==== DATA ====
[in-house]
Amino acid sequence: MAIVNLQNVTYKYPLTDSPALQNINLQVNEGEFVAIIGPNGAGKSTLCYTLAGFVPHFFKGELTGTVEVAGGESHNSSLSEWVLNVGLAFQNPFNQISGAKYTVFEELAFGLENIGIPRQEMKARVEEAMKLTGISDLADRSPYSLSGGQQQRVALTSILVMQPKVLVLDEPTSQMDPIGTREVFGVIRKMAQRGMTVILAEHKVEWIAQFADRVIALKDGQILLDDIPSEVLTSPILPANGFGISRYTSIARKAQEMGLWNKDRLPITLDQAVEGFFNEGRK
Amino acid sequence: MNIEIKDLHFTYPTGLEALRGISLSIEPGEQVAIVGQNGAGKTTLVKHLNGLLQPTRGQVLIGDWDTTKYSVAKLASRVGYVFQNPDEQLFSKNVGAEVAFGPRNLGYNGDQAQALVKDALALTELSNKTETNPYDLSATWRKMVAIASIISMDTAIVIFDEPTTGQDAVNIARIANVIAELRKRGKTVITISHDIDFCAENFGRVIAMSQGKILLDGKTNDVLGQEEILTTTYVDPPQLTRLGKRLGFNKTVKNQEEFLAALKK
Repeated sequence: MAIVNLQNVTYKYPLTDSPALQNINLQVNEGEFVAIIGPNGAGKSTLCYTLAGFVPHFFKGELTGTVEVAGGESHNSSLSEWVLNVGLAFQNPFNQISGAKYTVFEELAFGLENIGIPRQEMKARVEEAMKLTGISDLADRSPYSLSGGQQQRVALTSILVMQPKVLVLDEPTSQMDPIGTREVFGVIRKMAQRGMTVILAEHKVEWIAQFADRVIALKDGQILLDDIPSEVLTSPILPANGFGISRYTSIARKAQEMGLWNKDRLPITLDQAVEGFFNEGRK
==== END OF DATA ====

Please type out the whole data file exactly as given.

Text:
[in-house]
Amino acid sequence: MAIVNLQNVTYKYPLTDSPALQNINLQVNEGEFVAIIGPNGAGKSTLCYTLAGFVPHFFKGELTGTVEVAGGESHNSSLSEWVLNVGLAFQNPFNQISGAKYTVFEELAFGLENIGIPRQEMKARVEEAMKLTGISDLADRSPYSLSGGQQQRVALTSILVMQPKVLVLDEPTSQMDPIGTREVFGVIRKMAQRGMTVILAEHKVEWIAQFADRVIALKDGQILLDDIPSEVLTSPILPANGFGISRYTSIARKAQEMGLWNKDRLPITLDQAVEGFFNEGRK
Amino acid sequence: MNIEIKDLHFTYPTGLEALRGISLSIEPGEQVAIVGQNGAGKTTLVKHLNGLLQPTRGQVLIGDWDTTKYSVAKLASRVGYVFQNPDEQLFSKNVGAEVAFGPRNLGYNGDQAQALVKDALALTELSNKTETNPYDLSATWRKMVAIASIISMDTAIVIFDEPTTGQDAVNIARIANVIAELRKRGKTVITISHDIDFCAENFGRVIAMSQGKILLDGKTNDVLGQEEILTTTYVDPPQLTRLGKRLGFNKTVKNQEEFLAALKK
Repeated sequence: MAIVNLQNVTYKYPLTDSPALQNINLQVNEGEFVAIIGPNGAGKSTLCYTLAGFVPHFFKGELTGTVEVAGGESHNSSLSEWVLNVGLAFQNPFNQISGAKYTVFEELAFGLENIGIPRQEMKARVEEAMKLTGISDLADRSPYSLSGGQQQRVALTSILVMQPKVLVLDEPTSQMDPIGTREVFGVIRKMAQRGMTVILAEHKVEWIAQFADRVIALKDGQILLDDIPSEVLTSPILPANGFGISRYTSIARKAQEMGLWNKDRLPITLDQAVEGFFNEGRK